04-11-2019

There’s something special about truffles and wild mushrooms. The fact that they have still defied modern cultivation methods and only grow wild in woodlands and meadows adds to their mystery. Wild mushroom varieties have been gathered since 3500bc. The Greeks exported them to the Romans who considered them food for gods and the Egyptians would only serve them to the pharaohs as they were judged to be far too good for ordinary mortals like you and me.

Mushroom picking is a national pastime here in Spain, and thousands of passionate devotees spend hours in the fields and meadows searching for them. Collectively they are known as “setas” or “hongos”, and dozens of regional varieties exist. Although autumn is traditionally considered the best season for wild mushrooms, Spain’s varied microclimate helps to offer a steady supply all year round.

The provinces of Castilla y León, Huesca, Galicia, the Basque country, Catalonia and Valencia are among the most prolific mushroom producing regions, but all across Spain, in every local market you will find a selection of locally grown specialities to look out for including “rossinyol”, “oreja de judas”, “pie azul”, “cep”, “trompetas negras”, “ous de reig”, “rovellon” and “camagroc”.

Obviously it is important to clean wild mushrooms well, but they should not be soaked in water. This only results in a drastic loss of flavour and texture. Clean your fungi with a damp cloth then trim the stalk with a sharp knife and use a pastry brush to remove all the grit and dirt from the most inaccessible parts. Discard any that are mushy and discoloured and store them in a cool, dry place.

Mushrooms should not be picked and eaten unless you are thoroughly familiar with them as there are obviously many poisonous varieties. Buy them safely from the local markets and don’t take any risks!

Here in Majorca, a local variety called “Esclatasangs” is extremely popular and they are in season right now. Translated literally as blood mushrooms, “Esclatasangs” are large, big flavoured, meaty fungi that are just perfect for grilling or roasting. You can use any large field mushrooms but the best way to cook them is to simply sprinkle them with a little sea salt, a good drizzle of olive oil, add a couple of crushed garlic cloves and loads of freshly chopped parsley before placing them under a hot grill for about 5-6 minutes. You’ll need some crusty bread to soak up all those delicious cooking juices and be warned, the heavenly aroma can be very addictive.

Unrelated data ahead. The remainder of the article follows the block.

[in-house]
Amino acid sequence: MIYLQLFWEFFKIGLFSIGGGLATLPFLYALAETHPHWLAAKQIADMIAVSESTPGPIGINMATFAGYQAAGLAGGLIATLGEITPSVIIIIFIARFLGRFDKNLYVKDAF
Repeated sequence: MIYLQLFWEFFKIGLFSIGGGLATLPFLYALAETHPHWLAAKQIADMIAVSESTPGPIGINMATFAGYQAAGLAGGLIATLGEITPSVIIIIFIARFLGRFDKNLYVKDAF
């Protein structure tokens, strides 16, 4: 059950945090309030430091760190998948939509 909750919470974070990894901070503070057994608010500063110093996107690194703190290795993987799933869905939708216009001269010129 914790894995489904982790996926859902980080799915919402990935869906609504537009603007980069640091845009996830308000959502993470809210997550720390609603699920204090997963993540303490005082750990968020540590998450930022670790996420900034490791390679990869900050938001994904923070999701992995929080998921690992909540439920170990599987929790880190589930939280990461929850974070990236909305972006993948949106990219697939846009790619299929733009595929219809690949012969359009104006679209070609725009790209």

The little village of Mancor de la Vall, nestled in the foothills of the Serra de Tramuntana even hosts a mushroom fair every year.

La Fira de l’Esclatasang, takes place on November 23, through to the 24, and it’s definitely worth a visit to take in some traditional dancing and music, including the stirring tones of the native Majorcan bagpipe, the xeremia, and sample the truly wild, magnificent taste of the forest.

Cream of mushroom, cheese & bacon soup with fresh thyme

INGREDIENTS
Serves 6

· 100g butter
· 1 large onion, peeled and chopped
· 150g smoked bacon, finely chopped
· 1 large potato, peeled & diced
· 1 tbsp fresh thyme leaves
· 600g mushrooms, cleaned & chopped
· 3 garlic cloves, peeled & crushed
· 900ml chicken stock
· 150g cheddar cheese, grated
· 200ml milk
· 130ml cream
· 1tbsp truffle oil (optional)
· Sea salt and freshly ground black pepper

Heat the butter in a large saucepan over low heat. Add the chopped onion, garlic and thyme. Cook for 2-3 minutes, until softened but not coloured. Add the chopped mushrooms, bacon and cook, stirring, for 30 seconds. Add the potato, chicken stock and milk, and then bring to the boil. Turn down the heat and simmer for 30 minutes.
Add the cheese and cream then blend to a smooth puree.
Season to taste; pass through a fine sieve and then ladle into soup bowls. Scatter with extra thyme leaves and a drizzle of truffle oil or olive oil. Serve immediately.

Rosemary roasted esclatasangs with garlic-anchovy butter

INGREDIENTS
Serves 6
· 500g Esclata-sangs or mixed flat mushrooms, cleaned & halved
· 1 tbsp finely chopped rosemary leaves
· 1 small red chili, deseeded & finely chopped
· 3 tbsp olive oil
· 1 tbsp balsamic vinegar

For the garlic-anchovy butter
· 250g unsalted butter, softened to room temperature
· 4 salted anchovies fillets, drained of oil and chopped
· 2 garlic cloves, crushed
· 2 tbsp chopped Parsley
· The grated zest of 1 lemon
· Sea salt & freshly ground black pepper

For the garlic-anchovy butter, place the butter into a bowl and add the lemon zest, chopped anchovies, garlic and chopped Parsley.

Season with sea salt and black pepper then mix well to combine all the ingredients. Place the butter mixture onto a sheet of cling film or baking parchment laid out on a clean work surface, and roll into a cylinder or log.Place the prepared butter in the fridge and leave to chill until firm.

Heat oven to 200C/180C fan/gas 6. Arrange the mushrooms in a roasting tray in a single layer. Add 4 or 5 slices of anchovy butter, rosemary, chili, olive oil and balsamic vinegar.
Bake in the oven for 15-20 minutes until tender. Scatter with a little chopped parsley, season and serve immediately.

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